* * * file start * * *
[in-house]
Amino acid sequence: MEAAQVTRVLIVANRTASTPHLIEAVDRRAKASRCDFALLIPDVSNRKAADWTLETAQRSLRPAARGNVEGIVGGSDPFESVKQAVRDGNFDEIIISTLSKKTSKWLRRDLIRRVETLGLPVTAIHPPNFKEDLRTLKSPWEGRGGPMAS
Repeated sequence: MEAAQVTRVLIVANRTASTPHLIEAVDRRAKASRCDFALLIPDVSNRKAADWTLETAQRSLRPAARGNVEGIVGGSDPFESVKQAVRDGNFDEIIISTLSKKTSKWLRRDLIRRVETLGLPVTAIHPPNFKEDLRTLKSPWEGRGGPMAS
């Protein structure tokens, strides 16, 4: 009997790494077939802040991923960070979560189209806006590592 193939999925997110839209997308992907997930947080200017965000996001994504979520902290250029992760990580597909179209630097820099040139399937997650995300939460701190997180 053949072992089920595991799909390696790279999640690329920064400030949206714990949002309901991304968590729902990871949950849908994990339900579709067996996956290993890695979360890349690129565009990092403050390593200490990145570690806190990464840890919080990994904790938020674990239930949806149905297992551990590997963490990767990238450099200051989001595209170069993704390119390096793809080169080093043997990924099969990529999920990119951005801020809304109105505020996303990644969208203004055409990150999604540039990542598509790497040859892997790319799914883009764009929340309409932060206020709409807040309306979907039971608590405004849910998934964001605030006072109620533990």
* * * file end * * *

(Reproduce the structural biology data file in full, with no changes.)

[in-house]
Amino acid sequence: MEAAQVTRVLIVANRTASTPHLIEAVDRRAKASRCDFALLIPDVSNRKAADWTLETAQRSLRPAARGNVEGIVGGSDPFESVKQAVRDGNFDEIIISTLSKKTSKWLRRDLIRRVETLGLPVTAIHPPNFKEDLRTLKSPWEGRGGPMAS
Repeated sequence: MEAAQVTRVLIVANRTASTPHLIEAVDRRAKASRCDFALLIPDVSNRKAADWTLETAQRSLRPAARGNVEGIVGGSDPFESVKQAVRDGNFDEIIISTLSKKTSKWLRRDLIRRVETLGLPVTAIHPPNFKEDLRTLKSPWEGRGGPMAS
């Protein structure tokens, strides 16, 4: 009997790494077939802040991923960070979560189209806006590592 193939999925997110839209997308992907997930947080200017965000996001994504979520902290250029992760990580597909179209630097820099040139399937997650995300939460701190997180 053949072992089920595991799909390696790279999640690329920064400030949206714990949002309901991304968590729902990871949950849908994990339900579709067996996956290993890695979360890349690129565009990092403050390593200490990145570690806190990464840890919080990994904790938020674990239930949806149905297992551990590997963490990767990238450099200051989001595209170069993704390119390096793809080169080093043997990924099969990529999920990119951005801020809304109105505020996303990644969208203004055409990150999604540039990542598509790497040859892997790319799914883009764009929340309409932060206020709409807040309306979907039971608590405004849910998934964001605030006072109620533990």